Well, feast your eyes on this...

What's that? fresh, vibrant, tart, delicious cranberry lemon ginger relish.

I got the idea from my Mom, who sent me this recipe, which is actually a little bit similar to our traditional family recipe. The family recipe for cranberry salad is based on the same general idea but also involves raspberry jello. Yes. I said jello. It is a gloriously 1950's fandango of a recipe and I could eat it 365 days a year. This, however, is a little easier, does not involve a jello mold (or, cooking sherry!), so is a little less controversial, and tastes awesome. I modified it from the original version, in part out of a lack of candied ginger, which the original calls for.

Here is my version:
-1/2 package fresh cranberries (the other half went into pumpkin scones!)
-1 granny smith apple
-1/4c unsalted almonds
-a plug of fresh ginger, about 2 inches long
-zest of one lemon
-1/4 c sugar (let it sit a bit, add more if you like).

Basically, just chop up each big ingredient (apple, cranberries, almonds) in the food processor. Do NOT process too long- you want some texture, here. For the ginger, peel it, and first chop it up as well as you can- those fibers won't really get food processed that easily. Then throw it in while you chop the berries so it can get a bit finer.

After you combine it, let it sit for a few hours for all of the flavors to meld.

This stuff is really good- the combo of the ginger and the lemon and the tart fresh berries is so good. The apples add a little sweetness (which is why I cut the sugar in half) and some crunch. This gives all the cranberry goodness you could want, without any of the corn syrup or other bad stuff that comes in the prepackaged sauce. 

You could eat this with turkey, or just go hard core and eat it in a salad, which is what I've been doing all week!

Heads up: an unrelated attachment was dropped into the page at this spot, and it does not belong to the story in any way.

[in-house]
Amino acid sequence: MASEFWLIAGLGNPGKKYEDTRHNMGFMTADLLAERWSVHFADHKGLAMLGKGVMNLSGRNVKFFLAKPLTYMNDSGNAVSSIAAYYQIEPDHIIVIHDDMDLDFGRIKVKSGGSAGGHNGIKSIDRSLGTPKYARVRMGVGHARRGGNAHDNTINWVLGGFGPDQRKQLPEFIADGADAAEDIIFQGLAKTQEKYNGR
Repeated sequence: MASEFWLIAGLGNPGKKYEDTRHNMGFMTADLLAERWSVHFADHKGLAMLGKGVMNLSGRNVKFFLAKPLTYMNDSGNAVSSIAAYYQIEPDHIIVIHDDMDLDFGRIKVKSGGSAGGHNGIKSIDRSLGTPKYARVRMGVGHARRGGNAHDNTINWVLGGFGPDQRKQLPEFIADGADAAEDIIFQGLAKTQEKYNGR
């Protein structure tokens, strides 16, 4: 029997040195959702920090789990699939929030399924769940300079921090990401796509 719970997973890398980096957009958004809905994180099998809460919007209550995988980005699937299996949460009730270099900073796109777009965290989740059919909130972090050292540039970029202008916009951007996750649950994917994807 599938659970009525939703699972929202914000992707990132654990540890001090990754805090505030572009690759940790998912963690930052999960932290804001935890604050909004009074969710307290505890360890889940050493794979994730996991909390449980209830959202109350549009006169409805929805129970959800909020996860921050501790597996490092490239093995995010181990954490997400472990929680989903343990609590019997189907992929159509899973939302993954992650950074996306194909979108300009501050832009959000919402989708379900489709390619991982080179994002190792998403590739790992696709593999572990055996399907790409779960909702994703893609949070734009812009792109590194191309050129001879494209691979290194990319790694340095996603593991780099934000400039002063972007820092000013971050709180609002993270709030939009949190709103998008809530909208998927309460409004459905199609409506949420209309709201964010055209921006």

Monday, November 18, 2013

Thanksgiving is Coming, and you need this Pumpkin Ginger Crumble Pie!

So, we all know how it goes when jobs are getting doled out for Thanksgiving-- the real experts get the  turkey, the person with the old family recipe that is the most full of marshmallows gets the sweet potatoes, the total rookie gets the green vegetable, the person who can't cook at all goes and buys some rolls, and somewhere in the middle is the pumpkin pie. You have to be able to bake reasonably well, but let's get real, there is a perfectly good recipe on the side of the pumpkin can, so it's not all that hard.

BUT. I am going to help all of you middle of the pack pumpkin pie makers, and show you how to make a seriously awesome pie that will blow them out of the water.

I give you.... Pumpkin Ginger Crumble Pie (originally posted in 2009, man alive, this thing is practically vintage.)

(see it lurking tantalizingly in the foreground?)

Saturday, November 16, 2013

DIY Cover-that-lamp-up Chandelier

Now, I mentioned a while ago that something was afoot and I'm not going to lie, since then I've been pretty busy what with conferences and such, so I only just now got it together.

Basically, ALL of the light fixtures in my apartment look like this:
And I hate them.